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Acting Now to Sustain and Improve America’s Healthcare System: Advice from Innovative Physicians and Health System Leaders
Thursday, June 6, 2024

At last week’s America’s Physician Groups Spring conference in San Diego, California, we listened as physicians and health system leaders described the ways in which they are responding to short and long term challenges to the sustainability of America’s healthcare system in its current form. It now stands at a critical juncture, facing challenges such as provider shortages and burnout, increasing concerns around access and cost for pharmaceutical products and other supplies, the increasing burden of managing chronic diseases, rising demand for services across the spectrum from an aging population, and balancing the transition to value-based care models in a predominantly fee-for-service environment.

There was a sense of sobriety among the participants about the frailty of the healthcare system now, particularly in light of the increasing importance of maintaining cybersecurity defenses and ensuring continued availability of pharmaceutical and other medical products in a more tenuous global geopolitical moment, all while combating rising costs and workforce shortages. However, nearly every speaker balanced their concerns with a real sense of opportunity and hope that if we are forced to think in new ways to solve the industry’s challenges, we will create innovative solutions that can be adopted and scaled by others in order to create a more sustainable and equitable healthcare system.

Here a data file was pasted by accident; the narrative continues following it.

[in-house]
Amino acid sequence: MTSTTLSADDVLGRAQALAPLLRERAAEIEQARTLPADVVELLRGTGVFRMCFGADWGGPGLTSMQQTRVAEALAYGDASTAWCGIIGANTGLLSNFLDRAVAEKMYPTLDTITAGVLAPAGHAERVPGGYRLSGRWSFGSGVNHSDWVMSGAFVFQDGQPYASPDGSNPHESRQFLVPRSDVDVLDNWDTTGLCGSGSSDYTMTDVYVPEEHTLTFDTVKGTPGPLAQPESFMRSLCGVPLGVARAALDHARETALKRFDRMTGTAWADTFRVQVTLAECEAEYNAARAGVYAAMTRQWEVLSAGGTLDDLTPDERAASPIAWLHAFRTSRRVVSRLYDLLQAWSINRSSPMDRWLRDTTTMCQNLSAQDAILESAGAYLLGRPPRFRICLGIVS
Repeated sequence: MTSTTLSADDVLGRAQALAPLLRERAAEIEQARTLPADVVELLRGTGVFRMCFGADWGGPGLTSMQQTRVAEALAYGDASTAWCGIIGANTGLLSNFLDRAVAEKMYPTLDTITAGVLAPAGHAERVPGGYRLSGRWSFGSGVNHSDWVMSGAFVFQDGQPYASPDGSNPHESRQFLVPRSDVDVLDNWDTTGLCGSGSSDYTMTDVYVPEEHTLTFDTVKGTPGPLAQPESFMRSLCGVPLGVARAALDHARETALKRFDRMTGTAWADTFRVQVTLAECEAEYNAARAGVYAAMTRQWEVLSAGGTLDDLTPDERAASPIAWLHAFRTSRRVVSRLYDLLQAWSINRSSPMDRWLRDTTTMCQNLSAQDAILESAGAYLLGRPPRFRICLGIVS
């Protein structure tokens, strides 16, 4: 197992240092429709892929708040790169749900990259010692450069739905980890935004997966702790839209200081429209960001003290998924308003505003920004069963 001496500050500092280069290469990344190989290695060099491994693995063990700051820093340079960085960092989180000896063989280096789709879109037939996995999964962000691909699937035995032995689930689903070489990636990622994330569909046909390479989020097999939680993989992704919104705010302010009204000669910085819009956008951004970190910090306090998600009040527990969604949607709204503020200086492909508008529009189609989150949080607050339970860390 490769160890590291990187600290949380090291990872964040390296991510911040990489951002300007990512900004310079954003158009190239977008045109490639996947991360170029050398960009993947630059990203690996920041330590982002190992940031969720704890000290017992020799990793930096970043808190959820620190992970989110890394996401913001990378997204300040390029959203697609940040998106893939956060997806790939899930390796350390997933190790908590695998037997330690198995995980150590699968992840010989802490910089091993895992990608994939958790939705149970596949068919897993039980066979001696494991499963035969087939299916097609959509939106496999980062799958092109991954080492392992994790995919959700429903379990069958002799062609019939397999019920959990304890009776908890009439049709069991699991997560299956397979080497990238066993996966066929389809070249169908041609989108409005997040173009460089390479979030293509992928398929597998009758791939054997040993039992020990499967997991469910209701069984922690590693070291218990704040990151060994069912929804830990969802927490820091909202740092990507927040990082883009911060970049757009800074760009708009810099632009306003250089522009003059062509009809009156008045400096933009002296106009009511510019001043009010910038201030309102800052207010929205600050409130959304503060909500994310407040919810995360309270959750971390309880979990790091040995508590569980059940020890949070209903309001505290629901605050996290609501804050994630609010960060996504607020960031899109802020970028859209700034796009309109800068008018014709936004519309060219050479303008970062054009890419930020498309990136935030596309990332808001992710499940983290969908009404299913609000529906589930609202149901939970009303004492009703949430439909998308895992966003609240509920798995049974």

Here, we outline the key areas of focus described by leaders at the conference:

Addressing Patient Experience and Expanding Clinical Capabilities with AI Tools

We prepared a separate blog post delving into the substantial discussions around AI tools and their applications from the perspective of patients and caregivers, and with a focus on particular leverage for these applications in value-based care. Providers explained that with ambient listening technologies, clinical decision support tools, remote patient monitoring, targeted identification of patients for preventative care services (like expedited mammograms), asynchronous communications, and collaborative opportunities with clinical social workers to solve for health-related social needs, they are making strides in these areas. As we describe in that article, the group’s enthusiasm around AI’s capabilities was tempered by the still-developing nature of technology and the ethical/legal concerns that impact its deployment in clinical settings.

Investing in Physician Leadership Training to Support Retention and Quality Improvement

One of the most striking presentations on innovation did not involve AI. Instead, a California federally qualified health center (FQHC) described how its relatively modest efforts to invest in physician leadership development had a hugely positive impact on physician morale, leadership pipeline, retention rates, and overall culture. Specifically, the FQHC reported that the role of local medical directors in its organization had a turnover rate as high as 30% before it adopted this new leadership training program. Those roles now have a retention rate of 100%, and they gave significant insight into their approach.

First, the FQHC identified its goals of fostering a sense of ownership and responsibility among physicians for the organization’s quality and care outcomes, creating psychological safety and trust among its physician leaders, and building a sense of camaraderie among all employees. Second, the FQHC applied for and received grant funding to hire outside professional advisors on clinical leadership development. Third, they established a unified training framework and required that all local medical directors participate in the related physician leadership learning activities.